• When your baby's heart rate is a matter of concern.
  • A uterine rupture is another reason for the obstetrician to carry out a C-section.
  • Having a genital herpes outbreak when going into labour or even before, when your water breaks. In such a case, the goal is to keep the baby from getting infected, and thus the C-section.

Can I choose to have a C-section?

You can choose to plan a C-section in advance, rather than opting for vaginal birth, but you will have to discuss it with your obstetrician. For example, there are women who ask for a C-section because they want their children to be born on a specific day, but then they forget that it will take longer for them to recover from the procedure.

Anyway, if your obstetrician doesn't turn down your request, remember that when having a planned C-section, there's a chance for your little one to be born before he's ready (basically, with low birth weight). Calculating a baby’s due date is not entirely exact, since there can occur irregularities in the future mummy’s ovulation at the time of conception. 


What are the risks and complications of a C-section?

Without intending to alarm you, a C-section is a very safe way to give birth, but it isn't risk-free. After all, it's considered a major surgical procedure and, as such, it can entail problems, though they aren't that common. For instance, you are at risk of infection, especially if the C-section scar isn't taken care of properly after surgery. Severe blood loss, blood clots, uterine rupture and undesired reactions to anaesthesia are listed as other complications that may arise during and after the incision on the abdomen and the uterus, which will probably cause you more postpartum pain. There's also the unlikely possibility that surrounding organs, like the bladder, get damaged in the process and they require an additional operation.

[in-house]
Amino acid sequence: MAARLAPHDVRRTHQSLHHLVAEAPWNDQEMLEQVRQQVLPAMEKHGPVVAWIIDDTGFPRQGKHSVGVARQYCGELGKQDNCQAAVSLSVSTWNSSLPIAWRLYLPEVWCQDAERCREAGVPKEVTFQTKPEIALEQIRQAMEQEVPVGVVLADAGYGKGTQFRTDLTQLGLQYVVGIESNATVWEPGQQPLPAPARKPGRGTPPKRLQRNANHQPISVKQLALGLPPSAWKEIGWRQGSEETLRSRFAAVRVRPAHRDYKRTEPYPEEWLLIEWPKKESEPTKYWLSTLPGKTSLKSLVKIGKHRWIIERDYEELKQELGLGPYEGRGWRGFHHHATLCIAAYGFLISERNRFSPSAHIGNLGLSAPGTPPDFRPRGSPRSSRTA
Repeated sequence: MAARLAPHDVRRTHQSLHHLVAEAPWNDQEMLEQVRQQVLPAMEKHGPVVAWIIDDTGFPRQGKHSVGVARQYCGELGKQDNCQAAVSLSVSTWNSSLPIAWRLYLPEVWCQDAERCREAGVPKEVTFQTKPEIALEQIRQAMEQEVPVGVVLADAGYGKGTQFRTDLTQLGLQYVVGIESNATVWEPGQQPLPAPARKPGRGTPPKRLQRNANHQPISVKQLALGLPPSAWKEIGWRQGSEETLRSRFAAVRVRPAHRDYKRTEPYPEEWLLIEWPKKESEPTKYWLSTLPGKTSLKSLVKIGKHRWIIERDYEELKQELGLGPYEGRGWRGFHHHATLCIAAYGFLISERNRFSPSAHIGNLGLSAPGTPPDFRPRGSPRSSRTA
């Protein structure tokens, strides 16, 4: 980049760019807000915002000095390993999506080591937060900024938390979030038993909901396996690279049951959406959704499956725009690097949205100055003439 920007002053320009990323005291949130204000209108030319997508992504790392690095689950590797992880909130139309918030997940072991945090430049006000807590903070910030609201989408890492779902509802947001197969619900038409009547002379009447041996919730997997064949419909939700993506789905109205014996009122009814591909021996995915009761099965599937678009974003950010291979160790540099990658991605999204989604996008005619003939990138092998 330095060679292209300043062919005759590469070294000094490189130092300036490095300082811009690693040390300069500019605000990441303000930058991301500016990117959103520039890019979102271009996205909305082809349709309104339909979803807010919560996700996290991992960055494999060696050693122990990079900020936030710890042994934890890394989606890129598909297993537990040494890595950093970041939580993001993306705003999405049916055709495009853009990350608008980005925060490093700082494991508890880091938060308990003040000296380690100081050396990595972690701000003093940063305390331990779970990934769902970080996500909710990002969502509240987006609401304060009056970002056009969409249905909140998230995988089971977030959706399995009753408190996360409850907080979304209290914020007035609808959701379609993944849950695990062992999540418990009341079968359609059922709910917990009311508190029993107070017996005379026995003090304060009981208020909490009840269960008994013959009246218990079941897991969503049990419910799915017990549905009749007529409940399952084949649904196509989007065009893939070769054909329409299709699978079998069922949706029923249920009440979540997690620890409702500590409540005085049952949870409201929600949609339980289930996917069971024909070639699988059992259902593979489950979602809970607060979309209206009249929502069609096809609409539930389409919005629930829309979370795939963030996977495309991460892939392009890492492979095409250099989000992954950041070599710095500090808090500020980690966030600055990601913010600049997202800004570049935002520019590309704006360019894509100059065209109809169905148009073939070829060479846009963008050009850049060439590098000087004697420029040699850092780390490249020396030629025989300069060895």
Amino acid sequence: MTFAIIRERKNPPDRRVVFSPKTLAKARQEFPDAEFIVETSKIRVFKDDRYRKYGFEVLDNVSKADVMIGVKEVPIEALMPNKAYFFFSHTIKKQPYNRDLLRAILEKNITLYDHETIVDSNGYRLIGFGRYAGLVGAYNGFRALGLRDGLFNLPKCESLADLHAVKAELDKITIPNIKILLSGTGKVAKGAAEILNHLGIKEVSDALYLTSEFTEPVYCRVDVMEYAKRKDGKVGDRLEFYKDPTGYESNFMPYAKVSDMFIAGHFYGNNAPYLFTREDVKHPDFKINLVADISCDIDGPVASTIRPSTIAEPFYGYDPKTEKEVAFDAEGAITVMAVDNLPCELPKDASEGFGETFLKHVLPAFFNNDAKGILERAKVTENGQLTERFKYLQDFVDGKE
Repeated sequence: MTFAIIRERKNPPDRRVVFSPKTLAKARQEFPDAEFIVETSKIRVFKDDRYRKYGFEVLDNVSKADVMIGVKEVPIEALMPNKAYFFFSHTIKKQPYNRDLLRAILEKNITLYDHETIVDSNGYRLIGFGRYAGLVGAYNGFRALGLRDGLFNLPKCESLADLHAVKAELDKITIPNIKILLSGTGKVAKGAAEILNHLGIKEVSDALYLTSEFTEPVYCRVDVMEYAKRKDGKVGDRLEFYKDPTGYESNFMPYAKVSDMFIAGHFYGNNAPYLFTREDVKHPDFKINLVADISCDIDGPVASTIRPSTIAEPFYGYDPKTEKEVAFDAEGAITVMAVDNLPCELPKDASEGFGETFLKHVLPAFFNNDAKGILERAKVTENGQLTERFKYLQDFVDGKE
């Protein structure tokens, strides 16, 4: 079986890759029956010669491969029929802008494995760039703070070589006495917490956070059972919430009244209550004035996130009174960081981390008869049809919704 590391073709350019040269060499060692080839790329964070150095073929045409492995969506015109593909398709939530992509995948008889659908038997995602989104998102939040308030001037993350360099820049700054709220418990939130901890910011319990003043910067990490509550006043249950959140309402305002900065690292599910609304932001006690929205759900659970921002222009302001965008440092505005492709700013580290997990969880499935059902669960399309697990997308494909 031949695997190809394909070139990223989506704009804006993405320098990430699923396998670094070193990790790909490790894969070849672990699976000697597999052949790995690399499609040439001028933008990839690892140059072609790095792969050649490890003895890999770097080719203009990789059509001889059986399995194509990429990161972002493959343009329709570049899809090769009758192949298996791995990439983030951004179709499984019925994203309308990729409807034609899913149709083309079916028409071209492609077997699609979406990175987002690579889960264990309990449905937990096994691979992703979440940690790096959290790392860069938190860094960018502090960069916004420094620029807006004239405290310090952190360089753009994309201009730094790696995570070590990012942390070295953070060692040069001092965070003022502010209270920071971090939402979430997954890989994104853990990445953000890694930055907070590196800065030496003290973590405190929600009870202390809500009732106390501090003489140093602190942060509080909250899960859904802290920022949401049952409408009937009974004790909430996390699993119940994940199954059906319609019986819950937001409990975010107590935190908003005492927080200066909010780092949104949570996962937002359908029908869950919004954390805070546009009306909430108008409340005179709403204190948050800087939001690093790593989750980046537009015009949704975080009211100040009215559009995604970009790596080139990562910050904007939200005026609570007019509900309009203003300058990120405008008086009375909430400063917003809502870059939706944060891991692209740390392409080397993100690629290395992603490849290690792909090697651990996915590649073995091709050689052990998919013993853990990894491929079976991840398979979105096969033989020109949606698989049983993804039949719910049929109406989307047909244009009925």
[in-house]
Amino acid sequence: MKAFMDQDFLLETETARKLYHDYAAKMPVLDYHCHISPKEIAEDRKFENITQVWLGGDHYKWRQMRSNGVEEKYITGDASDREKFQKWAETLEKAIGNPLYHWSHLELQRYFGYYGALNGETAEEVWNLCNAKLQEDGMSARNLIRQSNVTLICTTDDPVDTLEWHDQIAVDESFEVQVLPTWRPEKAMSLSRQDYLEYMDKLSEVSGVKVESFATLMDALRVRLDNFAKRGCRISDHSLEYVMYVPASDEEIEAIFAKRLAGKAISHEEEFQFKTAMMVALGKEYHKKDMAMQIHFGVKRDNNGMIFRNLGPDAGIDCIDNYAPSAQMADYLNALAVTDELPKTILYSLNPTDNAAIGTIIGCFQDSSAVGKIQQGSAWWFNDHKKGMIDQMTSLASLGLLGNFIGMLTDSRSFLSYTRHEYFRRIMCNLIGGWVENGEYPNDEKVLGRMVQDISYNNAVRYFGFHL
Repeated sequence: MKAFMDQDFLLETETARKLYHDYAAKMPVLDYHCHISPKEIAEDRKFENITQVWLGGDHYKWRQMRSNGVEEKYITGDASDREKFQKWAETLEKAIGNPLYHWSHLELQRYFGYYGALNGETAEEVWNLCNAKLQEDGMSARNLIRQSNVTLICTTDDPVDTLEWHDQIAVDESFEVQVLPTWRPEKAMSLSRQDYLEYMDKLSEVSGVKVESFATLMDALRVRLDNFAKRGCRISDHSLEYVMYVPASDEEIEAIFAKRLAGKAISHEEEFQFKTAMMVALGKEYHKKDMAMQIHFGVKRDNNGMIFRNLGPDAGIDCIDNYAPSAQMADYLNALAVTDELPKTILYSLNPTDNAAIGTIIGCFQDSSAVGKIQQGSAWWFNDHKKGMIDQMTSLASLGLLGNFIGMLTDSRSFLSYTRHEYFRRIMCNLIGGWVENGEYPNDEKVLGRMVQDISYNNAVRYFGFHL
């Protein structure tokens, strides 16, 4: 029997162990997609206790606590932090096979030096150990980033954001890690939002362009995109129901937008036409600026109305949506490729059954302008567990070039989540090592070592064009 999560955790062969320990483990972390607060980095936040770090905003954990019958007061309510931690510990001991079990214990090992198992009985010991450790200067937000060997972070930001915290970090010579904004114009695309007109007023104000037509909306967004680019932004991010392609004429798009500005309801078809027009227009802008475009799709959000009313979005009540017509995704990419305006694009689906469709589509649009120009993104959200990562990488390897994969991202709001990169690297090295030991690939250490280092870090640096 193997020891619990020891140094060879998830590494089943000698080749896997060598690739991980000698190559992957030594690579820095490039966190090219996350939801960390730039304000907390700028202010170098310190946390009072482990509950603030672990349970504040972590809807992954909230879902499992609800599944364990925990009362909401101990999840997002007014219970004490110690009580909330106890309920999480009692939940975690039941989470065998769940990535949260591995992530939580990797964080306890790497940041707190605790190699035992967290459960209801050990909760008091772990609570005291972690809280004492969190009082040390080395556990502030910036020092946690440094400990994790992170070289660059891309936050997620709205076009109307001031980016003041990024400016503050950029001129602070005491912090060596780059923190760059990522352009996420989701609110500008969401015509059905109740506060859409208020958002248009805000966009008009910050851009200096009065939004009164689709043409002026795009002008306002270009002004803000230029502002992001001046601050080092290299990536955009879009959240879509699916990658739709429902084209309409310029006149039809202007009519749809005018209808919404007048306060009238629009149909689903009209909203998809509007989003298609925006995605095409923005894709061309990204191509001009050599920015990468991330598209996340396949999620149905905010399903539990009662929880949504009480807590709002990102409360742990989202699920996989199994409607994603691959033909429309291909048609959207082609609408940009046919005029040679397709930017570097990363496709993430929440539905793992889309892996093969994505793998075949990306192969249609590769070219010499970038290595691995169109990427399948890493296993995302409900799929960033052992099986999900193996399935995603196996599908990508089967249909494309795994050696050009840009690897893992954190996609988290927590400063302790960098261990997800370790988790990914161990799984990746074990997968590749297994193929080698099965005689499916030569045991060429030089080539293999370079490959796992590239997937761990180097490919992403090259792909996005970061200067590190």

And what about the newborn? Can a C-section have an impact on the baby? Yes, that is possible. Studies have shown that babies born by C-sections are more likely to suffer from transient tachypnea, a respiratory disorder that occurs shortly after delivery and usually clears up on its own within a day. However, researchers also point out that those children delivered through a C-section before 39 weeks pregnant are at a higher risk of breathing problems, since their lungs may not be fully developed.

How is a C-section done? 

As it happens in a vaginal birth, you'll first be given a routine IV, but the procedure will continue with anaesthesia, by administrating either an epidural or spinal block. This anaesthesia is partial, so you'll be awake but you won't feel the lower part of your body, unless you need an emergency C-section (in that case, you'd be given general anaesthesia). Once you have your abdomen shaved, basically to clear the area, you'll be cleaned with antiseptic solution and you'll have a catheter passed into your bladder, so that the urine can be drained and collected. During this preparation time, you may be encouraged either by your partner, if he's allowed in the room, or a birthing coach.